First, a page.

Renault Megane E-TECH images leaked ahead of reveal

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2021 Renault Megane E Tech Munich 3

Renault’s new electric Megane will be capable of covering up to 470km on a single charge and produces 160kW.

Spanish website Forococheselectricos has leaked images of the new Megane E-Tech ahead of the French brand’s official unveiling at the Munich Motor Show. The images show the all-new electric model both inside and out.

The French brand previously confirmed the Megane E-TECH Electric’s single electric motor will produce 160kW, and like many of its rivals, it also gets DC ultra-rapid charging capabilities, with a maximum charging speed of 130kW that should allow you add 200km of range in 30 minutes if you use a fast enough public charging point.

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The new Megane E-TECH Electric sits on the same mechanical platform as the Ariya family SUV from Renault’s alliance partner Nissan. The electric crossover will face a number of rivals when it goes on sale in Europe including the Kia EV6Volkswagen ID 4 and Ford Mustang Mach-E. Locally, Renault Australia is yet to confirm the model’s availability and viability for this market but told Automotive Daily: “We are aware of the future product plans and look forward to sharing more information in due course.”

Outside, its dimensions will be close to the current petrol and hybrid-engined Renault Captur SUV, but with more space inside due to the absence of a combustion engine, so interior space should be more comparable to what’s on offer in the Kadjar SUV or Scenic MPV of today. One leaked image shows the front dash area:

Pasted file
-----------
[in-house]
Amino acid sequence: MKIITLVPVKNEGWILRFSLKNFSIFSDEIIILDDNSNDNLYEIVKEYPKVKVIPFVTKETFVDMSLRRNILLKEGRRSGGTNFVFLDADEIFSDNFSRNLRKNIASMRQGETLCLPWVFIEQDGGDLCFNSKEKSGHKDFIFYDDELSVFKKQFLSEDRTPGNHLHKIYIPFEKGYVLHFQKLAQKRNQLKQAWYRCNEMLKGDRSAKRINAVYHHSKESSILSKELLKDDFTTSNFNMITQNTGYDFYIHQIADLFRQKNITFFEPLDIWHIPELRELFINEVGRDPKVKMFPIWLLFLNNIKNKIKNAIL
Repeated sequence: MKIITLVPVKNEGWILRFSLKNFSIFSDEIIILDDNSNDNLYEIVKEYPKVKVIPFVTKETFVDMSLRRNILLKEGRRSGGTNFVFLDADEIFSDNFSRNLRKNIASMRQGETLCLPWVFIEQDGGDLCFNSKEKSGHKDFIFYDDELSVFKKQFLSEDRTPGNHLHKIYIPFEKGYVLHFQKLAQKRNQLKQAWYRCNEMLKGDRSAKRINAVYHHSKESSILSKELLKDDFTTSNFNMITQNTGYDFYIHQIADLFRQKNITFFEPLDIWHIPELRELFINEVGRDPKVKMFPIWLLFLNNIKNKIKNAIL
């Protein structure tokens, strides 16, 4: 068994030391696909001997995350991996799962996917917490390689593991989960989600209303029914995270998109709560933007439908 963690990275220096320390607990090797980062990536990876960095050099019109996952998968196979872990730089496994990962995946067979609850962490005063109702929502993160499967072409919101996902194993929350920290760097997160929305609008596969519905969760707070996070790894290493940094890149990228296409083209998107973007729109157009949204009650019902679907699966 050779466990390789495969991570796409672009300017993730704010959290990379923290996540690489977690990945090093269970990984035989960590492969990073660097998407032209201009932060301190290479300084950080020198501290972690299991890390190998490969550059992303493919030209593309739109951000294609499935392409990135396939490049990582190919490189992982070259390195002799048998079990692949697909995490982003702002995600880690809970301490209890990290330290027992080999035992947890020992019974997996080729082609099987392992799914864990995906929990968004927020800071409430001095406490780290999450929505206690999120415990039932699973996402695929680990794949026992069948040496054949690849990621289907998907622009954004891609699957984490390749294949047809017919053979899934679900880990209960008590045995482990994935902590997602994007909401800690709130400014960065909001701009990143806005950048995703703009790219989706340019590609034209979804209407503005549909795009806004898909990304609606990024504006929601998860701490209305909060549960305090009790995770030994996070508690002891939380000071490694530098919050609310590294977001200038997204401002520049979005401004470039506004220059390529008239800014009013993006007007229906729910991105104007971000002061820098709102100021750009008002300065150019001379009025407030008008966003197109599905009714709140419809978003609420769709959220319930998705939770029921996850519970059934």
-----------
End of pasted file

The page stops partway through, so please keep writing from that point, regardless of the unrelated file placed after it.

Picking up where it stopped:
2021 Renault Megane E Tech Munich 1

The electric Megane is set to form a key pillar of Renault’s plan to electrify in the coming years; it’ll be one of seven zero-emissions models the French brand is set to launch in the near future, with another being the production version of the reborn Renault 5 concept that caused such a stir when it was revealed in January 2021.

The Megane eVISION concept car, revealed in October 2020, hinted at what we could expect from the production version of the Megane E-TECH Electric. The 4.21-metre-long concept boasted “best-in-class roominess” according to Renault, while its 60kWh battery has been made extra-thin to allow for a lower, more aerodynamic design. There’s also support for 130kW rapid DC charging and 22kW AC charging, and Renault says the Megane “offers road and motorway performance that is generally only found in top-of-the-range cars”. Power comes from a 160kW electric motor driving the front wheels.

2021 Renault Megane E Tech Munich 4

Renault already said that it combines elements of city-car, SUV and coupe styling, with bold, animated full-width lighting front and rear, a ‘floating’ roof and a highly sculptural clamshell bonnet. The car also features flush doorhandles and aerodynamic 20-inch wheels, but these features might not be viable for production.

Renault also pointed out that the new platform underpinning the Megane brings with it a number of technological innovations. These include batteries that form part of the car’s structure, allowing for more flexibility in the design of future models, along with a flat floor, scope for long wheelbases and the ability to fit two electric motors for all-wheel-drive options.